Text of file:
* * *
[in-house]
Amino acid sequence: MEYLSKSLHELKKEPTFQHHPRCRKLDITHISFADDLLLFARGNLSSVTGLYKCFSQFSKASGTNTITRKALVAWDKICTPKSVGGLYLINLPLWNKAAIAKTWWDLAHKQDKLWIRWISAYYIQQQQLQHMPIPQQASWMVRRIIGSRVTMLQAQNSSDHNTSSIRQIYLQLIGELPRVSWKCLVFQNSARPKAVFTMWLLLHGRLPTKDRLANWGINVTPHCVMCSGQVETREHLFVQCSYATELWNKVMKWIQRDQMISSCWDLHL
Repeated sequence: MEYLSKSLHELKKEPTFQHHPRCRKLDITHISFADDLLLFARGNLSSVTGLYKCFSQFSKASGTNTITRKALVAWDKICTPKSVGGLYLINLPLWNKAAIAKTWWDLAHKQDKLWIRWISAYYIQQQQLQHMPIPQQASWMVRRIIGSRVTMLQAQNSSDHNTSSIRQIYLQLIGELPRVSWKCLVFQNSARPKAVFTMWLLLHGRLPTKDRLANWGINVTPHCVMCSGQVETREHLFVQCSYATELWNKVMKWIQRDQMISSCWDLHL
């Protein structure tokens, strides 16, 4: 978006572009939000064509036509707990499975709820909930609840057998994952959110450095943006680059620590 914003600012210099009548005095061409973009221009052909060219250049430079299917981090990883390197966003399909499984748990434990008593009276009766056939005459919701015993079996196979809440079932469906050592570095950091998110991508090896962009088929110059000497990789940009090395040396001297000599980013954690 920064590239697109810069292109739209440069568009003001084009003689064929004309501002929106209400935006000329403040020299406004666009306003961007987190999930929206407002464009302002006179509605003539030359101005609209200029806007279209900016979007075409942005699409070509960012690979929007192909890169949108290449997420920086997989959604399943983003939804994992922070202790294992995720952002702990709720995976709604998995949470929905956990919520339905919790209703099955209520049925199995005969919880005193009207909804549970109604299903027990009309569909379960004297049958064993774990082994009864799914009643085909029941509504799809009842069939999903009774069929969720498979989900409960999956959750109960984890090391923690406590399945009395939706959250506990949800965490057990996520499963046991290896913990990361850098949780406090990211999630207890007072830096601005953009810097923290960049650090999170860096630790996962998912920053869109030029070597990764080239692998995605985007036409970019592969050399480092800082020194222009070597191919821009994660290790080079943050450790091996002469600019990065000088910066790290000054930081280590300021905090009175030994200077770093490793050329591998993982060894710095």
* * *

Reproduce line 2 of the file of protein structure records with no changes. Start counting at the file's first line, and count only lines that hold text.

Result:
Amino acid sequence: MEYLSKSLHELKKEPTFQHHPRCRKLDITHISFADDLLLFARGNLSSVTGLYKCFSQFSKASGTNTITRKALVAWDKICTPKSVGGLYLINLPLWNKAAIAKTWWDLAHKQDKLWIRWISAYYIQQQQLQHMPIPQQASWMVRRIIGSRVTMLQAQNSSDHNTSSIRQIYLQLIGELPRVSWKCLVFQNSARPKAVFTMWLLLHGRLPTKDRLANWGINVTPHCVMCSGQVETREHLFVQCSYATELWNKVMKWIQRDQMISSCWDLHL